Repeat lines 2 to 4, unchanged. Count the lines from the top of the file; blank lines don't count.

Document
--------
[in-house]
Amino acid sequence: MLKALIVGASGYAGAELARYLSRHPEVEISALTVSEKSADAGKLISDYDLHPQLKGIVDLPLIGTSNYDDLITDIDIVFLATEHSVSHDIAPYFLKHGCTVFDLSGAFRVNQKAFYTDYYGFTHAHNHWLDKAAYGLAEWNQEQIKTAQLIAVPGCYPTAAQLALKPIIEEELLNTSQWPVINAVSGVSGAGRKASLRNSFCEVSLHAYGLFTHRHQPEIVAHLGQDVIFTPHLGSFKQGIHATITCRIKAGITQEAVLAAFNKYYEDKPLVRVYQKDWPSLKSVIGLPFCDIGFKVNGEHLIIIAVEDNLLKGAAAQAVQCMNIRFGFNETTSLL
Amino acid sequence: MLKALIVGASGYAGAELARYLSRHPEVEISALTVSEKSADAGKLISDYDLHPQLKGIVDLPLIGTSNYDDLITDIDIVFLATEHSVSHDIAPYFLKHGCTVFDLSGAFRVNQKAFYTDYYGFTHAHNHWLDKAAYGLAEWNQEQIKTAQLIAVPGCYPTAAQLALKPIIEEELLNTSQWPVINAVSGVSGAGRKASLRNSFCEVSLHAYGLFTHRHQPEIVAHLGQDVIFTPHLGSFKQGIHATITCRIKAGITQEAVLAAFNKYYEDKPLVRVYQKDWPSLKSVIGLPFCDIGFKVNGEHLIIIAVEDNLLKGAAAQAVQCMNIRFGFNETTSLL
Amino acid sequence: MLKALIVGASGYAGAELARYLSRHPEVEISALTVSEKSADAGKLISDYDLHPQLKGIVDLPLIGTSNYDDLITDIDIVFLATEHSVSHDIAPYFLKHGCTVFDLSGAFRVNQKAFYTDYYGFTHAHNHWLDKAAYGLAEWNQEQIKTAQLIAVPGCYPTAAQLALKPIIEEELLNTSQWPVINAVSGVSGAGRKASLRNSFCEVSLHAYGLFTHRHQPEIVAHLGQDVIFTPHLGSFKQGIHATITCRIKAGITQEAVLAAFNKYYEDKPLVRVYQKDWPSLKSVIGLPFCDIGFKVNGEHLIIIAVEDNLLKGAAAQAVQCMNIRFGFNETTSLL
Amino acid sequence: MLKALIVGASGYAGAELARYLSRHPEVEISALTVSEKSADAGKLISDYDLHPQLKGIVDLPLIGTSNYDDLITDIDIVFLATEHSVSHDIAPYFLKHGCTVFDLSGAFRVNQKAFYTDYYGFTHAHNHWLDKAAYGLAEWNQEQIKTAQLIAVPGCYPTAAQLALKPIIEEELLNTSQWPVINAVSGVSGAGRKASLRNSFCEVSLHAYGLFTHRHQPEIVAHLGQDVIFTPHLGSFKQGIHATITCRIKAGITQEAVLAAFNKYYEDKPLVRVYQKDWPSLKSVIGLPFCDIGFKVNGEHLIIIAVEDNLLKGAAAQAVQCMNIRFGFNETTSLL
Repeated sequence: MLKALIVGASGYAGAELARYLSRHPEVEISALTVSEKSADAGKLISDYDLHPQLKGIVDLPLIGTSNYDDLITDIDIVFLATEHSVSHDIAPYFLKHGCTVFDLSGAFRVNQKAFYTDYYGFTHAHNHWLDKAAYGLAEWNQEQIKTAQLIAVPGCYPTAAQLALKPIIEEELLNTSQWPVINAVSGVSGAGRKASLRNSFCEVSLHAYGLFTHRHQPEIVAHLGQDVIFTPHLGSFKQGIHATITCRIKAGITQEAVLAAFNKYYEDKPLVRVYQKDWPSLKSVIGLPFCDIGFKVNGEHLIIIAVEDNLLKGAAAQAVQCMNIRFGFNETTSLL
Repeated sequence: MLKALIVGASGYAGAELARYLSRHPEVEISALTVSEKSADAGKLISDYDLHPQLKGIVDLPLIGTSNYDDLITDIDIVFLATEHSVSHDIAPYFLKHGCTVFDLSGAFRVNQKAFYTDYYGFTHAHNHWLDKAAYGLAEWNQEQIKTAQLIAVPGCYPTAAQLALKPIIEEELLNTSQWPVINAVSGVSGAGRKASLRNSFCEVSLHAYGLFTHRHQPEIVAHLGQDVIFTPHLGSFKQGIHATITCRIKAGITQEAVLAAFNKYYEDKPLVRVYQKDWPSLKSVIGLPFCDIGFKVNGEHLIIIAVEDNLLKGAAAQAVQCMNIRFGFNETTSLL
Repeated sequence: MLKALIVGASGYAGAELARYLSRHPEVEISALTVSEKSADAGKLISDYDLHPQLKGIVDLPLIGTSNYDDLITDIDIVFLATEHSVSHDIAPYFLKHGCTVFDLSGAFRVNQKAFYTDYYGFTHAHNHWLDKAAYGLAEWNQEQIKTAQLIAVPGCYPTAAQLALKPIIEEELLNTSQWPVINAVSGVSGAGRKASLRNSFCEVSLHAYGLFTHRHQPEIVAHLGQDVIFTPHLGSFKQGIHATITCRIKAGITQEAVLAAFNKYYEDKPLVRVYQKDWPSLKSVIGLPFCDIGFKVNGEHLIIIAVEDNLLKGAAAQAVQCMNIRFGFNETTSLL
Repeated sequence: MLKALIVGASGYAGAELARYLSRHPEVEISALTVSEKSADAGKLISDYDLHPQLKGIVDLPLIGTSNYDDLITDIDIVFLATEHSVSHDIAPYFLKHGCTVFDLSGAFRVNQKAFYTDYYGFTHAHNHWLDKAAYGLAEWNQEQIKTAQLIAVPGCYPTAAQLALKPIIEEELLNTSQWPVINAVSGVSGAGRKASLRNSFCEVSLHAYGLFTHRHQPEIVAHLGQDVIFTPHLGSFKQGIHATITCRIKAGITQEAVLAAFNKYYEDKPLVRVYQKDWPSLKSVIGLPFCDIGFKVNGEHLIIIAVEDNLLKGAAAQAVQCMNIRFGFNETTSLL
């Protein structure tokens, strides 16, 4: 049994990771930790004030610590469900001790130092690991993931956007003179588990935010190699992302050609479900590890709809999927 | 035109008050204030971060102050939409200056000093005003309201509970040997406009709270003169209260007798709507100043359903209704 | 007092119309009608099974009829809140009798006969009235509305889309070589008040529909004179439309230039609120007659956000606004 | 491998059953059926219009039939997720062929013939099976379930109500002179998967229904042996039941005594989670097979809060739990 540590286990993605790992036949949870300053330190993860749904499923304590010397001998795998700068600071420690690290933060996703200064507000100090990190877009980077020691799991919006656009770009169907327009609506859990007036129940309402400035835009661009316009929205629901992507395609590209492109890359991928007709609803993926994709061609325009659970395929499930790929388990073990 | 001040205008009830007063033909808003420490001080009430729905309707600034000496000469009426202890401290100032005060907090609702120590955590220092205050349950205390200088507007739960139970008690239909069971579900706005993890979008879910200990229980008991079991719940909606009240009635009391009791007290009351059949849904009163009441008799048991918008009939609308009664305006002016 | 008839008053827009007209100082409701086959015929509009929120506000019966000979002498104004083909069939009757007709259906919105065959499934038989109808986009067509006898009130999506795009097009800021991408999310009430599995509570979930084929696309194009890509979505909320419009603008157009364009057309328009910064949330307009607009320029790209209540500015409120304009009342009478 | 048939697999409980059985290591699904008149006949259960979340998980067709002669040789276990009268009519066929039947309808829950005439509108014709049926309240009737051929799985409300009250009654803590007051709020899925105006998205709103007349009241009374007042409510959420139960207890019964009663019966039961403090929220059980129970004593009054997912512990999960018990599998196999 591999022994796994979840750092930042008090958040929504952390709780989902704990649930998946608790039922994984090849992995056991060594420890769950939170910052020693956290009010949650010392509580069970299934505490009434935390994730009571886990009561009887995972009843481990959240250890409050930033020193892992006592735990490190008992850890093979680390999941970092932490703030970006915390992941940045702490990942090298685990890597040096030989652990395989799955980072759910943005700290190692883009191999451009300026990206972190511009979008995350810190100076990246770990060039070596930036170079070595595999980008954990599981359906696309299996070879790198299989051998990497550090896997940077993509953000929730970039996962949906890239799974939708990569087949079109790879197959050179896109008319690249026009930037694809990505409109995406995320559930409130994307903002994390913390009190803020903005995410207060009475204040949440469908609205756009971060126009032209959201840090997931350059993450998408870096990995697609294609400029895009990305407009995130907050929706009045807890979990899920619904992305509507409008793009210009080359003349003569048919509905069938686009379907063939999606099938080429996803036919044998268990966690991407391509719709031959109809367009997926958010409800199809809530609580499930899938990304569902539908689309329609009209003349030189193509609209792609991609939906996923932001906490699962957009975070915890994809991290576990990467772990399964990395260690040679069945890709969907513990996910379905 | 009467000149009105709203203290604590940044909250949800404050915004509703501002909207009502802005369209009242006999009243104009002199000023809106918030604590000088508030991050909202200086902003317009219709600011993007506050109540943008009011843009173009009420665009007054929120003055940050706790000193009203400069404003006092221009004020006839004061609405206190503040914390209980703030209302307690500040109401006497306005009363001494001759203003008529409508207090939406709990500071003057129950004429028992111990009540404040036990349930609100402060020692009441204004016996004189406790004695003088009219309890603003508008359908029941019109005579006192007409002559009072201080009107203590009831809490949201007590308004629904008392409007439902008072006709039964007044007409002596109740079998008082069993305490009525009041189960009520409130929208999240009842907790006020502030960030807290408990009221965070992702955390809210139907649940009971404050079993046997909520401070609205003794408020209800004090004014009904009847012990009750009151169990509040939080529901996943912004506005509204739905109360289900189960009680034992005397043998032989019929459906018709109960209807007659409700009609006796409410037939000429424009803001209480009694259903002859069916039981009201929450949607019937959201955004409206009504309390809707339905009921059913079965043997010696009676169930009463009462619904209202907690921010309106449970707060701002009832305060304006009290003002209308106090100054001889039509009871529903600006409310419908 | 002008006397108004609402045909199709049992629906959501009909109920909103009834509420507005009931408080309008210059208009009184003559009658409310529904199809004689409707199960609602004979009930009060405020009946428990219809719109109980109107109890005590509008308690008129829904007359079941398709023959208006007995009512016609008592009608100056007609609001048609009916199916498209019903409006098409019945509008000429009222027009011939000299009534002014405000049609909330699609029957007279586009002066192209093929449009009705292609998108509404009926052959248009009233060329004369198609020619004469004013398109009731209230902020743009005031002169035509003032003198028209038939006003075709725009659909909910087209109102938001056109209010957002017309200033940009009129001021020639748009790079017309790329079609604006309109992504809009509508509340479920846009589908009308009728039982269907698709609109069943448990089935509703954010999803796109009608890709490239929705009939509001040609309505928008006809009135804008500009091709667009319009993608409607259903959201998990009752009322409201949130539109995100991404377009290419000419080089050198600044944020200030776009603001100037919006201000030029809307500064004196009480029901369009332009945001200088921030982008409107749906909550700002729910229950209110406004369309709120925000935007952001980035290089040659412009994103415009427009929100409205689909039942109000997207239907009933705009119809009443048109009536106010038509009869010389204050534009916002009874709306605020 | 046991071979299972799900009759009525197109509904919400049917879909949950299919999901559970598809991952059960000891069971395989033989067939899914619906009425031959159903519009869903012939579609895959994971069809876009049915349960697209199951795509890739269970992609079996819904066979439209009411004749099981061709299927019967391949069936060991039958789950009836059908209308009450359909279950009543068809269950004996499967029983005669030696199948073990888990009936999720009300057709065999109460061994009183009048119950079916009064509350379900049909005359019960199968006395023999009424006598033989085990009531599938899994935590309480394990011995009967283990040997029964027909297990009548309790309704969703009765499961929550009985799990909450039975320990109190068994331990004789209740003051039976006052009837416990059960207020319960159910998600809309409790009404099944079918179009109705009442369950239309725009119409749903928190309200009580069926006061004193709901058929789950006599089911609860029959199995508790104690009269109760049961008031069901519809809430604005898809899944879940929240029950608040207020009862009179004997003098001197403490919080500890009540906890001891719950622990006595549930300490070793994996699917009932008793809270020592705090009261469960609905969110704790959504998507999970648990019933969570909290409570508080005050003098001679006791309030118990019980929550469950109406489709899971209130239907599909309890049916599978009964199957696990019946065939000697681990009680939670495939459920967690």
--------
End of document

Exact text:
Amino acid sequence: MLKALIVGASGYAGAELARYLSRHPEVEISALTVSEKSADAGKLISDYDLHPQLKGIVDLPLIGTSNYDDLITDIDIVFLATEHSVSHDIAPYFLKHGCTVFDLSGAFRVNQKAFYTDYYGFTHAHNHWLDKAAYGLAEWNQEQIKTAQLIAVPGCYPTAAQLALKPIIEEELLNTSQWPVINAVSGVSGAGRKASLRNSFCEVSLHAYGLFTHRHQPEIVAHLGQDVIFTPHLGSFKQGIHATITCRIKAGITQEAVLAAFNKYYEDKPLVRVYQKDWPSLKSVIGLPFCDIGFKVNGEHLIIIAVEDNLLKGAAAQAVQCMNIRFGFNETTSLL
Amino acid sequence: MLKALIVGASGYAGAELARYLSRHPEVEISALTVSEKSADAGKLISDYDLHPQLKGIVDLPLIGTSNYDDLITDIDIVFLATEHSVSHDIAPYFLKHGCTVFDLSGAFRVNQKAFYTDYYGFTHAHNHWLDKAAYGLAEWNQEQIKTAQLIAVPGCYPTAAQLALKPIIEEELLNTSQWPVINAVSGVSGAGRKASLRNSFCEVSLHAYGLFTHRHQPEIVAHLGQDVIFTPHLGSFKQGIHATITCRIKAGITQEAVLAAFNKYYEDKPLVRVYQKDWPSLKSVIGLPFCDIGFKVNGEHLIIIAVEDNLLKGAAAQAVQCMNIRFGFNETTSLL
Amino acid sequence: MLKALIVGASGYAGAELARYLSRHPEVEISALTVSEKSADAGKLISDYDLHPQLKGIVDLPLIGTSNYDDLITDIDIVFLATEHSVSHDIAPYFLKHGCTVFDLSGAFRVNQKAFYTDYYGFTHAHNHWLDKAAYGLAEWNQEQIKTAQLIAVPGCYPTAAQLALKPIIEEELLNTSQWPVINAVSGVSGAGRKASLRNSFCEVSLHAYGLFTHRHQPEIVAHLGQDVIFTPHLGSFKQGIHATITCRIKAGITQEAVLAAFNKYYEDKPLVRVYQKDWPSLKSVIGLPFCDIGFKVNGEHLIIIAVEDNLLKGAAAQAVQCMNIRFGFNETTSLL